Matt Barnes: Future Sacramento Mayor?

Well, that’s his life goal, anyways. I nearly fell out of my chair laughing when I read that. I’ve never liked Matt Barnes. He’s a punk. He was a punk in high school, and college, and in the NBA. But I read this story, and I’m glad I did. It gives a lot of insight into an athlete that has many layers and wears his emotions on his sleeve. For example:

“We get paid a lot of money to play basketball. But what I want to let people know is that we’re still human. We’re still going through day to day struggles that everybody else goes through, but for two and a half hours, when you see us on TV, we have to act like we have the most amazing life in the world.” He pauses. “A lot of people don’t give a s— and I get that. They’re paying a lot of money to come see us play and we get a lot of money, so f— your human side.”

Matt Barnes may never be the mayor of Sacramento, but I understand him a bit more after reading this. -TOB

Source: The Clippers Polarizing Pariah Who Tells It Like It Really Is”, Chris Ballard, Sports Illustrated (04/10/2015)

PAL: “And being an a–hole, he knows, is what’s kept him in the league.” Matt Barnes is a goon, and I mean that as a compliment. Every great hockey player has had a goon by his side. Teams in any sport need an enforcer, someone to keep the edge sharp. You don’t like these guys, and — guess what — you’re not supposed to like them, but they serve an important purpose. It’s a bonus that he seems to have his priorities straight when it comes to his kids, too. His job in the NBA isn’t glamorous, but it’s a necessity for a team to be great.


It’s Not Yet an Ending, And It’s Not Exactly Happy – But This is Great

As you may recall, Bryan Stow is the Giants fan who was beaten nearly to death, in front of his children, four years ago after an Opening Day Dodgers-Giants game at Dodger Stadium. He suffered traumatic brain injuries as a result. Stow has had a long road to recovery. It’s not over, but this week he provided quite the moving moment. On Thursday, Stow threw out the first pitch at the San Jose Giants’ (the San Francisco Giants’ minor league affiliate) game. Stow needed a walker to get out on the field, and he can no longer throw overhand, but damn if he didn’t get it to the catcher’s glove. Great job, Bryan – and good luck in your continued rehabilitation. -TOB

Source: Stow Tosses First Pitch For San Jose Giants Home Opener”, Jimmy Durkin, San Jose Mercury-News (04/16/2015)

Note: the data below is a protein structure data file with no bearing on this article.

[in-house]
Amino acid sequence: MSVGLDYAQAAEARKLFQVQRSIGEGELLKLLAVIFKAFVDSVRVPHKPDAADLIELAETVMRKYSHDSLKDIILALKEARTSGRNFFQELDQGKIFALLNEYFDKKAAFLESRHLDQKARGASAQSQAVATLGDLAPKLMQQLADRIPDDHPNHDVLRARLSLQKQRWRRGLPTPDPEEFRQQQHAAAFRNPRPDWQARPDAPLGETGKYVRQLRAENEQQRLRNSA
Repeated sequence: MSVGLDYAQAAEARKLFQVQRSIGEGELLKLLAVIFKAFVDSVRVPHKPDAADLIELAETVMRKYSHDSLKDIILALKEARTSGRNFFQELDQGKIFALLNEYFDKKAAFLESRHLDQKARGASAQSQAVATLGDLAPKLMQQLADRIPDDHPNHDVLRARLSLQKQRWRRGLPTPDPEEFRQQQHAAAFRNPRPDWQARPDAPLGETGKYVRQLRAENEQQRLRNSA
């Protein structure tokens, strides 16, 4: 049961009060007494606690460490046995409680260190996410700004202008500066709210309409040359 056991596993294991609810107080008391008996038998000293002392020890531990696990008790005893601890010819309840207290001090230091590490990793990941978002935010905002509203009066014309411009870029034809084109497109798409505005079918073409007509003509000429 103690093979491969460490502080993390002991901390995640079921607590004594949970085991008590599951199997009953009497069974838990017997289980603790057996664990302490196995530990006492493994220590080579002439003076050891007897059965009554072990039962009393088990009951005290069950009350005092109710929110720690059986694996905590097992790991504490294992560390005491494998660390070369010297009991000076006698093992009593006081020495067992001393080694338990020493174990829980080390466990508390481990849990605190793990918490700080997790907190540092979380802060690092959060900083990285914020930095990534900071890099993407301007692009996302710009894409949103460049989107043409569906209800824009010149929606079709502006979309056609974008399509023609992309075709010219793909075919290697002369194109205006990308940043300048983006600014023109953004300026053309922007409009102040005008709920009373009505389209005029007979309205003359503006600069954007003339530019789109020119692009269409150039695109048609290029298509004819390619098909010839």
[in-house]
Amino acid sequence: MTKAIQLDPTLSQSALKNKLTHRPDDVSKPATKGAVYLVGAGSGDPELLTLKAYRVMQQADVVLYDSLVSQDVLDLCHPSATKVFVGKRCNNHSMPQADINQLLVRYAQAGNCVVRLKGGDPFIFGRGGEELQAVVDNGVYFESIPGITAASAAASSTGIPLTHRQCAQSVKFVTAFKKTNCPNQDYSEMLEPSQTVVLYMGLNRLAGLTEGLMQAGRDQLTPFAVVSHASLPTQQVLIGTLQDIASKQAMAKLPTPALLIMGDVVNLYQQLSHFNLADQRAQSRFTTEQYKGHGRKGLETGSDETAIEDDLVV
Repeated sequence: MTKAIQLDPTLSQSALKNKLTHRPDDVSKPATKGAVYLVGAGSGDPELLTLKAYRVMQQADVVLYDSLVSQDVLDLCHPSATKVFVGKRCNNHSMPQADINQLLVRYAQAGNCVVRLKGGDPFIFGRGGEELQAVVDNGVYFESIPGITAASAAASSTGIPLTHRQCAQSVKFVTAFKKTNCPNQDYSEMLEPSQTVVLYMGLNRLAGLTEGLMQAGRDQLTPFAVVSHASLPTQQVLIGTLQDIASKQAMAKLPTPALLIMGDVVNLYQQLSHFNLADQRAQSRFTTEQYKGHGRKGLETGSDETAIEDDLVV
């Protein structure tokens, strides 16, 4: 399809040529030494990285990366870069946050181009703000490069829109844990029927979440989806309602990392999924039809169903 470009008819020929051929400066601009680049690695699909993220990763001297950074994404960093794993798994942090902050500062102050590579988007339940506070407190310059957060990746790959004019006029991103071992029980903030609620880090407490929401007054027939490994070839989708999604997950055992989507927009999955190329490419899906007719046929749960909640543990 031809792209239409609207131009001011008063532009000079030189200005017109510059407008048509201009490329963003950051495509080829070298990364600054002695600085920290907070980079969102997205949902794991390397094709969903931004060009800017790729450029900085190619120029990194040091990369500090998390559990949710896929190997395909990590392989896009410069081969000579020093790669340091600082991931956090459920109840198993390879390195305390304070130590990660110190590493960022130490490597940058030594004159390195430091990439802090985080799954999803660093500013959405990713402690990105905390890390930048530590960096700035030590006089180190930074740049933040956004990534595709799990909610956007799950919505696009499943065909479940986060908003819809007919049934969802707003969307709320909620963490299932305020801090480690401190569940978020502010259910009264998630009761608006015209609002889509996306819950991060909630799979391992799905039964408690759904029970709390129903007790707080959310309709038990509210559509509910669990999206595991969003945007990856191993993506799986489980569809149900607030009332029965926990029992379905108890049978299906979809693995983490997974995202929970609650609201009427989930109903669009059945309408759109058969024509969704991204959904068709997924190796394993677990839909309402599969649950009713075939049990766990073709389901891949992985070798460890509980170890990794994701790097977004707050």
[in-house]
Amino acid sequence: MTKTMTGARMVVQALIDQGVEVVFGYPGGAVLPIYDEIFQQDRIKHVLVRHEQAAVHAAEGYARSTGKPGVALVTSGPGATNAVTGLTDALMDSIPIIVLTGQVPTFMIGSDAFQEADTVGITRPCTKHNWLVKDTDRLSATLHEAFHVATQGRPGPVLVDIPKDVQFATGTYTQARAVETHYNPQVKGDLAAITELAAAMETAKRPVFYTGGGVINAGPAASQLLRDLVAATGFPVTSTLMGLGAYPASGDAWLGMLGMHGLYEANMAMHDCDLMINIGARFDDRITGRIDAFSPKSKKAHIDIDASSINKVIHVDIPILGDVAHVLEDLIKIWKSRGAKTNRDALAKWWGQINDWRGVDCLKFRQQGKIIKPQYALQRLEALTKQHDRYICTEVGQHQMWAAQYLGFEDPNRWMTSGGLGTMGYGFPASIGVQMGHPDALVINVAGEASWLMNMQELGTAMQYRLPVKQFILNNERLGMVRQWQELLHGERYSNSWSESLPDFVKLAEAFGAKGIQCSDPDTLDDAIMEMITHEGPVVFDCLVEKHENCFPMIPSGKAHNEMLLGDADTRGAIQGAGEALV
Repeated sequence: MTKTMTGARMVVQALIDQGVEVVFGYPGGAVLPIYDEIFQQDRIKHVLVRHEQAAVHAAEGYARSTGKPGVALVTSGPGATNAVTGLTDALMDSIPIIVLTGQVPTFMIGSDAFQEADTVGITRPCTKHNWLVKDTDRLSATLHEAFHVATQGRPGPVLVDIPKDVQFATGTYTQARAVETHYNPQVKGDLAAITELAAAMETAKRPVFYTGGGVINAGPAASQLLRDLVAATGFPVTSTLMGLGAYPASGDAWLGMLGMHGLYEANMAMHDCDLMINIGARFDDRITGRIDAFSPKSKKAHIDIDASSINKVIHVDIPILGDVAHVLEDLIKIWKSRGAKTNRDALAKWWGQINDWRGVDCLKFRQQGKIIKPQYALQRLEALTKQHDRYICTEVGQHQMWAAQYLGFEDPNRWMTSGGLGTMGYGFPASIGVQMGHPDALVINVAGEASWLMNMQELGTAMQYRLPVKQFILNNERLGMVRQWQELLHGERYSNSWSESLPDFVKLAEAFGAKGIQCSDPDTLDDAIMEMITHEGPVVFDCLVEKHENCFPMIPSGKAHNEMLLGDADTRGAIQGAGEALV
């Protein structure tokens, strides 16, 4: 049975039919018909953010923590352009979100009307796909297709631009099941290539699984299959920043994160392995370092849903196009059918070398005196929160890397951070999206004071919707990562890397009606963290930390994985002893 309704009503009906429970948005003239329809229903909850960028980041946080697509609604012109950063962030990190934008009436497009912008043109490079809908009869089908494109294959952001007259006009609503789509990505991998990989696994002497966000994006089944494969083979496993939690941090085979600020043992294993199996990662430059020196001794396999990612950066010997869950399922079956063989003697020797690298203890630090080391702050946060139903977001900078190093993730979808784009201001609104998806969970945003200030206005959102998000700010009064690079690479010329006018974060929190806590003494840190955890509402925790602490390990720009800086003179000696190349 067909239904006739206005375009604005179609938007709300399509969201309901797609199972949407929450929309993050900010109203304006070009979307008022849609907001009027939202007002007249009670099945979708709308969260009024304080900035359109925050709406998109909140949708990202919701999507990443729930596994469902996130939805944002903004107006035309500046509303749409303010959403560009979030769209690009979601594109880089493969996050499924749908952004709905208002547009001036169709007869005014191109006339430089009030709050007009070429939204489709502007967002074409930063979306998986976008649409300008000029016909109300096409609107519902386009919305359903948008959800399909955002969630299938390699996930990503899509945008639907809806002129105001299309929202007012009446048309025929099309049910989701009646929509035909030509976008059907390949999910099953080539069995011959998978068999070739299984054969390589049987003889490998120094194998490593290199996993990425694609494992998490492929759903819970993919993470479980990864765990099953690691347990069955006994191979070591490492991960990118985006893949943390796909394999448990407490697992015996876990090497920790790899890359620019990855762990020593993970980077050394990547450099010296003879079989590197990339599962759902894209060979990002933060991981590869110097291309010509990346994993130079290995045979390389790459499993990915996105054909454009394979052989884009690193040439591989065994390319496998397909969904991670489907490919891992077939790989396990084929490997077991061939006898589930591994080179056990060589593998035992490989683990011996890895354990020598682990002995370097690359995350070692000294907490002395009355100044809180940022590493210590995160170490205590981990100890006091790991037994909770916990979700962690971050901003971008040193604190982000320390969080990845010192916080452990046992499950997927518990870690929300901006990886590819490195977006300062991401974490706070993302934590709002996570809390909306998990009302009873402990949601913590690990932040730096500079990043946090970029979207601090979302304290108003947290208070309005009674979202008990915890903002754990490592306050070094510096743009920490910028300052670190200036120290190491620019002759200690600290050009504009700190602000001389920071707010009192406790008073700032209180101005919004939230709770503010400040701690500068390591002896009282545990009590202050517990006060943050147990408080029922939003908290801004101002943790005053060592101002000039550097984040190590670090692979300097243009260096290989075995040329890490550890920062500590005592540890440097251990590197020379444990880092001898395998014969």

PAL: You know what really sucks about this? Bryan Stow is known by millions as the guy that was beaten into a coma in some pointless, drunken brawl outside a baseball game. No one deserves to be defined by what has happened to him or her. I wish him all the best, and I commend the Giants for sticking by him all these years (especially Tim Flannery), but it pisses me off that he’s known for what happened to him.


Video of the Week

Well, that was ridiculous.


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Before we get to the quote of the week, I want to thank Tommy for being a great friend, a pain in the ass in a debate, and a well of inspiration. This guy is a friend who always shows up, a doting father, and a husband who’s ridiculously in love with his wife. He’s doing it right, and I’m lucky to call him my friend. Happy birthday, buddy!

“Damn you people. Go back to your shanties.”

-Shooter McGavin

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Week of November 10, 2014

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Randy Moss: Everything You Actually Want In Your Athlete

“Some players are so good that rooting against them is pointless. Moss was in that category immediately.” We all love the ‘gamer’ athletes. The guys that just grind out base hits, do all the “little things” right, and aren’t afraid to get a little dirty eeking out a win for our team. Yeah, yeah, yeah. You know what’s better? Usain Bolt in the last 30 meters. LeBron James in the open court. Randy Moss outrunning everything – the coverage and the ball, then slowing down and jumping 5 feet over the defense to make a catch. Here’s the truth: we don’t care if our favorite athletes are nice, or kind, or hard-working, or good husbands or fathers (assuming they aren’t violent, horrible people). We don’t care at all, because the type of person they are has no impact on our lives. What captivates us is someone doing the one thing he or she was put on earth to do, and to see him or her do it so much better and easier than everyone else. And while Moss definitely was an arrogant piece of work at times, he seems like a pretty grounded superstar that’s transitioned into retirement pretty smoothly. Apparently the key is saving money and fishing a lot.  – PAL

Source: “There Will Never Be Another Randy Moss”, Andrew Sharp, Grantland (11/11/14)